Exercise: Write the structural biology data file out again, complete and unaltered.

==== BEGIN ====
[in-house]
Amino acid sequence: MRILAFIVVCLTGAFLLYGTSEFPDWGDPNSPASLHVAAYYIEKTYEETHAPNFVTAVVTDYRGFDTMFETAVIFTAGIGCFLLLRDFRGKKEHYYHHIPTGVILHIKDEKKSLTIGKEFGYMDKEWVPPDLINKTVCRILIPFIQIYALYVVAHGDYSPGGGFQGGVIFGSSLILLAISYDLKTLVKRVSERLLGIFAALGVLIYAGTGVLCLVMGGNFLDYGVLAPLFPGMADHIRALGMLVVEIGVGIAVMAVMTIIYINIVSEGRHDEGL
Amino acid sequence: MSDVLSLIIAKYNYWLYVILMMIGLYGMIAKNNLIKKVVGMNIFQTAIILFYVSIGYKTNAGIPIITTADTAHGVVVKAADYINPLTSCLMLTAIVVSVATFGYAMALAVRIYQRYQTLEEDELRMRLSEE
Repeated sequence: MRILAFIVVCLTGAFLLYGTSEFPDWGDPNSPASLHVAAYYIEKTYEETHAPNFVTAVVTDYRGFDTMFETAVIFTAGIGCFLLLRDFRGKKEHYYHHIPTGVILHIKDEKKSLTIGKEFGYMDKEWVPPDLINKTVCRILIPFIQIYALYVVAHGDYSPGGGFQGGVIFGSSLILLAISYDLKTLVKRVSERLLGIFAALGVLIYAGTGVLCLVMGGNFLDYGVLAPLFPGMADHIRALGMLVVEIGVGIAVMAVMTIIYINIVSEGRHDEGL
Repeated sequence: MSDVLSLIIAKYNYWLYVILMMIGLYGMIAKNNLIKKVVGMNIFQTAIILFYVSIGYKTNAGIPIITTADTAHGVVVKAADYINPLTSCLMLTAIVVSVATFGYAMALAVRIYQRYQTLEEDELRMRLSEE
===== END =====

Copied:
[in-house]
Amino acid sequence: MRILAFIVVCLTGAFLLYGTSEFPDWGDPNSPASLHVAAYYIEKTYEETHAPNFVTAVVTDYRGFDTMFETAVIFTAGIGCFLLLRDFRGKKEHYYHHIPTGVILHIKDEKKSLTIGKEFGYMDKEWVPPDLINKTVCRILIPFIQIYALYVVAHGDYSPGGGFQGGVIFGSSLILLAISYDLKTLVKRVSERLLGIFAALGVLIYAGTGVLCLVMGGNFLDYGVLAPLFPGMADHIRALGMLVVEIGVGIAVMAVMTIIYINIVSEGRHDEGL
Amino acid sequence: MSDVLSLIIAKYNYWLYVILMMIGLYGMIAKNNLIKKVVGMNIFQTAIILFYVSIGYKTNAGIPIITTADTAHGVVVKAADYINPLTSCLMLTAIVVSVATFGYAMALAVRIYQRYQTLEEDELRMRLSEE
Repeated sequence: MRILAFIVVCLTGAFLLYGTSEFPDWGDPNSPASLHVAAYYIEKTYEETHAPNFVTAVVTDYRGFDTMFETAVIFTAGIGCFLLLRDFRGKKEHYYHHIPTGVILHIKDEKKSLTIGKEFGYMDKEWVPPDLINKTVCRILIPFIQIYALYVVAHGDYSPGGGFQGGVIFGSSLILLAISYDLKTLVKRVSERLLGIFAALGVLIYAGTGVLCLVMGGNFLDYGVLAPLFPGMADHIRALGMLVVEIGVGIAVMAVMTIIYINIVSEGRHDEGL
Repeated sequence: MSDVLSLIIAKYNYWLYVILMMIGLYGMIAKNNLIKKVVGMNIFQTAIILFYVSIGYKTNAGIPIITTADTAHGVVVKAADYINPLTSCLMLTAIVVSVATFGYAMALAVRIYQRYQTLEEDELRMRLSEE